Trying to stay warm in an old house is a tricky business. And this can happen due to two reasons – either your house insulation wore out and leaked the air outside through the walls, or your house is not insulated at all.
For the sake of this discussion, I am thinking that your insulation wore off, and you need to know how to insulate an old house without hurting it. So, if you are looking for cea mai buna izolatie termica exterioara, just follow the link to get the best house insulation service.
How to Insulate the Attic and Roof
Attic and the roof should be the first places for adding insulation because heated air becomes lighter and escapes through the roof. Start with the floor of the attic.
It is best if you insulate the floor using blow-in insulation. A relevant study suggests that almost a quarter of the heated air gets lost if your roof is under-insulated.
Here’s how you can insulate the attic:
- Inspect the existing insulation in the attic for signs of moisture and molds to discard accordingly
- Seal common gaps around chimneys, ceiling fans, light fixtures, wiring, ductworks, exhaust fans, pipes, and etc.
- Ensure proper unblocked air ventilation by keeping a soffit vent for drawing air in, and a ridge vent for expelling the air out
- If you’re using a vapor barrier, keep the warm side of the barrier facing down
- Make sure not to place the vapor barriers between the new insulation layers. Remove the barriers from the new battings in needed
- Consider using a metal roof as they are more durable, lightweight, and energy-saving
How to Seal the Basements and Crawl Spaces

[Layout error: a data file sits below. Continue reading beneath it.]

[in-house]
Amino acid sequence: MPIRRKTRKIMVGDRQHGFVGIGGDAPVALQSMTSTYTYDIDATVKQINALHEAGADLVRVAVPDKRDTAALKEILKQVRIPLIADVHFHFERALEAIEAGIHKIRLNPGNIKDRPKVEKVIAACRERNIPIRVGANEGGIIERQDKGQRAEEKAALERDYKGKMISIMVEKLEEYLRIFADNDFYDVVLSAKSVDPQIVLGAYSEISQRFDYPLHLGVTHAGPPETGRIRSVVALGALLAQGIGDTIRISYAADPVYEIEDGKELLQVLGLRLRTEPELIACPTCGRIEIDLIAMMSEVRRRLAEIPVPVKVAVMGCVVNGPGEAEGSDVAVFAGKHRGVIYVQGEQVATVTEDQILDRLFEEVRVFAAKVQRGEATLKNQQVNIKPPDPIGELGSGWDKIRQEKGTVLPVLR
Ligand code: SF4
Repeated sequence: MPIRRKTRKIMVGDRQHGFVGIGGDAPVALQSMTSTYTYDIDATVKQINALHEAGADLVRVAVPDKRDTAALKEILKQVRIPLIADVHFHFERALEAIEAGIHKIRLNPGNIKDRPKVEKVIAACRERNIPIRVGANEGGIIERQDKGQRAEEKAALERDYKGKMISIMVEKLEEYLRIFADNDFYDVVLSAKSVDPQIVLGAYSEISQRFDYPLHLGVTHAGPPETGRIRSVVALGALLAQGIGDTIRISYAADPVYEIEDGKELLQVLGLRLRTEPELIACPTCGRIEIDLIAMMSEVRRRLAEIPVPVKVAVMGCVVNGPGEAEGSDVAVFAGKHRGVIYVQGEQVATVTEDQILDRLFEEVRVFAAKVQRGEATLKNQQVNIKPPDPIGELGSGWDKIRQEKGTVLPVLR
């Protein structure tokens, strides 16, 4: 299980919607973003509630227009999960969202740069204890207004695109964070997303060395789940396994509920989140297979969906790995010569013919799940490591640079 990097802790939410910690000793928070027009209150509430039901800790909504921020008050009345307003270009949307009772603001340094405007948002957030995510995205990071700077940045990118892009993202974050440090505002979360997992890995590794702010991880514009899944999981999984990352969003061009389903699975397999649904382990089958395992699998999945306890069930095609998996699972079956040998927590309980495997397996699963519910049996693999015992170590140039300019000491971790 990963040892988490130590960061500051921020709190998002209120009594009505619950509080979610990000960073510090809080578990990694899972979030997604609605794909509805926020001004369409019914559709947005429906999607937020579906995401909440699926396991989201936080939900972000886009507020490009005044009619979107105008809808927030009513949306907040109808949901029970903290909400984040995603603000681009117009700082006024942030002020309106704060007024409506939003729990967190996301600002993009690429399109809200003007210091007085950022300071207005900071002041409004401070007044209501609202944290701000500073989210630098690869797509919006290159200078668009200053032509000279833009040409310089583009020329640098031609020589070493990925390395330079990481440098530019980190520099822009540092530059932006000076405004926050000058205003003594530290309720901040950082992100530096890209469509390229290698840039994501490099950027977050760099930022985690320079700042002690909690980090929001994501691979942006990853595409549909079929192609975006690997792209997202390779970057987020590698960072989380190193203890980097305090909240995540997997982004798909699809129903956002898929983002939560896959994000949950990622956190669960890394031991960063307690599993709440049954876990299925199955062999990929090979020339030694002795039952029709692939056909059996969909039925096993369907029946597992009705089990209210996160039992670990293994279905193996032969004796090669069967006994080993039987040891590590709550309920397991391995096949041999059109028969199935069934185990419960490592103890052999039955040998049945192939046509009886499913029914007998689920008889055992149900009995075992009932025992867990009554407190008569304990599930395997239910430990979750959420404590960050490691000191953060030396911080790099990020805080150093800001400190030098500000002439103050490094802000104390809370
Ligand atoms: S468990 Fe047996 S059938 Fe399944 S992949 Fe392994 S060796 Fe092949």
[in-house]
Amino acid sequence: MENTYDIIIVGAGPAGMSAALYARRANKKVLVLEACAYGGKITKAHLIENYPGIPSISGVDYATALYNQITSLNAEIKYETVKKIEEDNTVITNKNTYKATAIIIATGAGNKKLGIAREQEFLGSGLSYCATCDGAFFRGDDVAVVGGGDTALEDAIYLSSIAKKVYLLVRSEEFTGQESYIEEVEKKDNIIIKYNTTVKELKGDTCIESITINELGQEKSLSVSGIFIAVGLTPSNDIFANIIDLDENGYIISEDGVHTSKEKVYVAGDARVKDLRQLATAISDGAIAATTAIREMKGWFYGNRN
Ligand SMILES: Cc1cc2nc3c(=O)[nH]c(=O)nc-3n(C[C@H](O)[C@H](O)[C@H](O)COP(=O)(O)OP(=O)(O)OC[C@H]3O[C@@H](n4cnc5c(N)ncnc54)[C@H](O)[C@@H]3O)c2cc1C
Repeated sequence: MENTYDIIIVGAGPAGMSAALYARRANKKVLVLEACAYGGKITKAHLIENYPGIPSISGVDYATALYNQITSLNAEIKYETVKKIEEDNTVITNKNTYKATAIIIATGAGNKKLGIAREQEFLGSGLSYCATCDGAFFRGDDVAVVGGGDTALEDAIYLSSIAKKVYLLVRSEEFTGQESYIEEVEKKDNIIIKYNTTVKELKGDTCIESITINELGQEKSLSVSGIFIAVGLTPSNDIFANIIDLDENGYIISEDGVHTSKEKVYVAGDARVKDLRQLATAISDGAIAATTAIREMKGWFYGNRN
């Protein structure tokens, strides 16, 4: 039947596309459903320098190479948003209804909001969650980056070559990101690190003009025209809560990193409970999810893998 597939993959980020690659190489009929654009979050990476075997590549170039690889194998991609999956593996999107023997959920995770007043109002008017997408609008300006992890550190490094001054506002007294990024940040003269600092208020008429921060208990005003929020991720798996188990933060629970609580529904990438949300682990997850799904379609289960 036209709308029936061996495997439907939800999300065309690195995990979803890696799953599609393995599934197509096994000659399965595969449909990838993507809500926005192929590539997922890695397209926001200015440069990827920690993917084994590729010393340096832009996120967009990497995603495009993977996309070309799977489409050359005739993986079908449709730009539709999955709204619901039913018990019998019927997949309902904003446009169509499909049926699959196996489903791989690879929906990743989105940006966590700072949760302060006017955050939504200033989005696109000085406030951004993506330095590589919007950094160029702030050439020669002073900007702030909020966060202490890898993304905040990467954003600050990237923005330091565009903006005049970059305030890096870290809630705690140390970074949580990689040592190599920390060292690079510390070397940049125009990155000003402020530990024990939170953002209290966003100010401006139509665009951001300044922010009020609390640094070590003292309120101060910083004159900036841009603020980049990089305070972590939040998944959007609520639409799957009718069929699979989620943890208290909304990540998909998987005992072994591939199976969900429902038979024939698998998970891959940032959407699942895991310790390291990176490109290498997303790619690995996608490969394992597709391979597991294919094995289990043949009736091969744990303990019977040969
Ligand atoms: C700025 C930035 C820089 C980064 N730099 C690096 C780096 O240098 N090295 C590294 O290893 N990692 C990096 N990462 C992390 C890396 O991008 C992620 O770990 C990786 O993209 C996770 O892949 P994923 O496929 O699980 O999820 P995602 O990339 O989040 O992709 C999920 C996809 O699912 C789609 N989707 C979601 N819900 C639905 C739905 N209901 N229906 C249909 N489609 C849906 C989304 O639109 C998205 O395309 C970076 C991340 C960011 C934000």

Another good way to improve the interior temperature of an old home is to seal the basement and crawl spaces. Here’s how you can do it.
- Seal the cracks around the basement windows, air vents, spaces around ductworks, pipes, and electrical wirings.
- Using material like mineral wood is best for insulating the crawl spaces
- Make sure to cover the windows using an insulating material
- Install vapor barrier and waterproof sealing to the walls and the floors
- Make sure the entry points are properly sealed to keep away from rodents.
How to Insulate the Walls in An Old House
Insulating your house walls is an option that depends on whether it’s leaking air or not. Most old house owners tend to drill the wall and accidentally blowing a hole in the cellulose insulation, which allows condensation to form inside the walls. It can create wood rot, creation of molds, foggy windows, and more. So, if it’s not that important, then leave it as it is.
If you must insulate the walls of an old house, focus on the exterior walls. Here’s how:
- Apply a vinyl layer/house wrap to the exterior walls
- Attach a 1-inch-thick foam board insulation
- Put sidings over the insulation
- Take out old windows and replace them with energy-saving units
- Caulk the window trim and put on weatherstripping to prevent air leak
In case you are willing to take it a step further, here’s what you can do –
- Remove all weatherstrippings before drilling holes
- Replace the single-pane windows with energy-saving ones
- Add water-resistant flashing
- Seal the drill holes properly and add blow-in insulation
- Make sure to follow these steps for exterior wall insulation
Problems with Old Houses and How to Insulate Them?
Most classic homes built before World War 2, or precisely before 1940, mostly had no insulation. Even if they did have insulation, it would be cheap and old discarded items like – newspapers, wood shaving, and etc.
As a result, most of the houses used to be uncomfortable for living, especially in cold weather. Back in the days, houses had natural ventilation as the walls could breathe naturally through the air leaks.
Cheap insulations like fiberglass, asbestos, and urea-formaldehyde come with a cost. Fiberglass becomes like a sponge given a few decades, the asbestos becomes brittle and becomes a health concert once you try to open it, and urea-formaldehyde insulation is a big health concern.
That is an overview of what you need to know about how to insulate an old house without hurting it. If you are serious about insulating, start in the attic; no need to do the walls but redo the crawlspace if you’re interested.
Besides, there are lots of other ways in which you can insulate your home like – caulking trim and baseboards, weatherstrip the doors and windows, using thick drapes, and etc., are effective ways to maintain a moderate temperature inside the house.